When the ECU sees a change of components and their values do not match it will show a check engine light. Similarly with the battery. If the ECU is seeing a new battery in your car that has more power in it compared to your old battery that barely made 10V. It will show a check engine light. In this case, you will need to learn how to reset the car computer after replacing the battery. And how you can do this work? We will learn later after we cover the symptoms of a bad ECU.
Also, similarly with the sensors, when these sensors go bad or you replace a sensor you will receive a check engine light. You will not know why this light turns on in the first place. That’s why you need to troubleshoot and later in the article when we will cover how to reset the car’s computer after replacing the battery, we will show you how to use an OBD2 scanner to get rid of these annoying errors.
Bad ECU Symptoms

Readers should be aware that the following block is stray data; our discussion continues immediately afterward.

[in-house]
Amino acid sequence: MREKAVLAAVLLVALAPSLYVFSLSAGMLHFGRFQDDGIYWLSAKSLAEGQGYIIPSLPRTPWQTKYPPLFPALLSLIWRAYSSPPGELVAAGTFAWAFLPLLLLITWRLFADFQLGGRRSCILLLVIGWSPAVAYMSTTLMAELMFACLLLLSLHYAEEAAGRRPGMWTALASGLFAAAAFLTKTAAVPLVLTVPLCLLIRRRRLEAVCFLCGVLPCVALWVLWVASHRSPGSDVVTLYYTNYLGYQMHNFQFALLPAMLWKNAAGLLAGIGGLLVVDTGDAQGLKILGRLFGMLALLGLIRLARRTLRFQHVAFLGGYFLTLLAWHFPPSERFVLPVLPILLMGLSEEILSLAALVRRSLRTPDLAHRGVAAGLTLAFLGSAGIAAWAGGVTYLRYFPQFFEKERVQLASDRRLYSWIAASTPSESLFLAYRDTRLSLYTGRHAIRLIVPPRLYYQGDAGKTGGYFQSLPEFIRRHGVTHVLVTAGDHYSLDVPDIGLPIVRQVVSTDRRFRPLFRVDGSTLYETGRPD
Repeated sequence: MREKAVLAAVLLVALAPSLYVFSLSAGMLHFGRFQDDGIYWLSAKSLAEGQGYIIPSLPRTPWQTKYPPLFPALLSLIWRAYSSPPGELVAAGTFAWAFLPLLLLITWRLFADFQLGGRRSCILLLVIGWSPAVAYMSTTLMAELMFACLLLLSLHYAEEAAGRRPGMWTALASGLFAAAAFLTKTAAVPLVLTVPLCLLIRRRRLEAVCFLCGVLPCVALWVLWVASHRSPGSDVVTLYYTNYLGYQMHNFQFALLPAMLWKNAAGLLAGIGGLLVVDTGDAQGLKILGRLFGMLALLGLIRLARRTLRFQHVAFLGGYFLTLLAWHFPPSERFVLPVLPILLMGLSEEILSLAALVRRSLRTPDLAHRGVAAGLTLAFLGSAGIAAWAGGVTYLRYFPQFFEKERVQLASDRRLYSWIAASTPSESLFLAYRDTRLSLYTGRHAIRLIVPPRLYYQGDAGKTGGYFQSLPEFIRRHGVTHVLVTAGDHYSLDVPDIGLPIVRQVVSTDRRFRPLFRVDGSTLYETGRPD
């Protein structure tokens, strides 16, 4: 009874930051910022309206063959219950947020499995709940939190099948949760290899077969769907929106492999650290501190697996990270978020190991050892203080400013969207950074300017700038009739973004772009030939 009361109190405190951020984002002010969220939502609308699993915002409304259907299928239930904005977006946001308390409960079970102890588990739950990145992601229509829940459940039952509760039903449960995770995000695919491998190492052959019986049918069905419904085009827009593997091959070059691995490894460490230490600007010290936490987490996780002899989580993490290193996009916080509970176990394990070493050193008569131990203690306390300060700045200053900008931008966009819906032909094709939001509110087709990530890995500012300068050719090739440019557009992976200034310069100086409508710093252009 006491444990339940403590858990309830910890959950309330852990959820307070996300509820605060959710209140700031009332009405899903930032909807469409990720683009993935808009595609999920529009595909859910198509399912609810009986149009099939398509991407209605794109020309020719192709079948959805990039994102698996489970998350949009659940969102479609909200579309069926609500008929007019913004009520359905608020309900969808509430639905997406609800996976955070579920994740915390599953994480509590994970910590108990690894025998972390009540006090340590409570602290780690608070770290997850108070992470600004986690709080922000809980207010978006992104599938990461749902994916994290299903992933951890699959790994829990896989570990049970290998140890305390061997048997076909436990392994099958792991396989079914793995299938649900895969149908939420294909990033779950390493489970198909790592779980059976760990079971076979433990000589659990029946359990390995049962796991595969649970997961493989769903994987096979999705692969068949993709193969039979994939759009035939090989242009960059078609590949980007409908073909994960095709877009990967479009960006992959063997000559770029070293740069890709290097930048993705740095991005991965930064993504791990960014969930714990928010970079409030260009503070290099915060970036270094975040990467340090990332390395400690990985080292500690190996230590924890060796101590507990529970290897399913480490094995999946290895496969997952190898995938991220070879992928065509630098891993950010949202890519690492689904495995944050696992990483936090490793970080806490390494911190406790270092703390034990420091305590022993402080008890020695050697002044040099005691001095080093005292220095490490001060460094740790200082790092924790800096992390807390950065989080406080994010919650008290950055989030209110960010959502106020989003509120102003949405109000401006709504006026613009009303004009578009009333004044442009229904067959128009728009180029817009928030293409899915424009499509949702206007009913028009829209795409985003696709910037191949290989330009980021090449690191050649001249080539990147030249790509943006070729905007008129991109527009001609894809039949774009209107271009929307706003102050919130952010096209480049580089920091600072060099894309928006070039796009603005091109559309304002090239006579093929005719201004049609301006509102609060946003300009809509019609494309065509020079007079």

When the ECU goes bad it develops some symptoms that you are going to notice while you drive your car. The computer doesn’t go bad quite often but when it does, the work of the engine and all of the symptoms in the vehicle can go bad and this will result in poor engine performance from the vehicle. But what are the symptoms of a bad ECU? Let’s find out.
We elaborate on the symptoms because developing a check engine light on the dash is not quite a normal reaction from the computer. Since the car computer will not develop some problems when you replace a car battery. If it shows some errors then it could mean that there is something wrong with the computer as well.
Reset Car Computer After Replacing Battery, Symptoms #1: Check Engine Light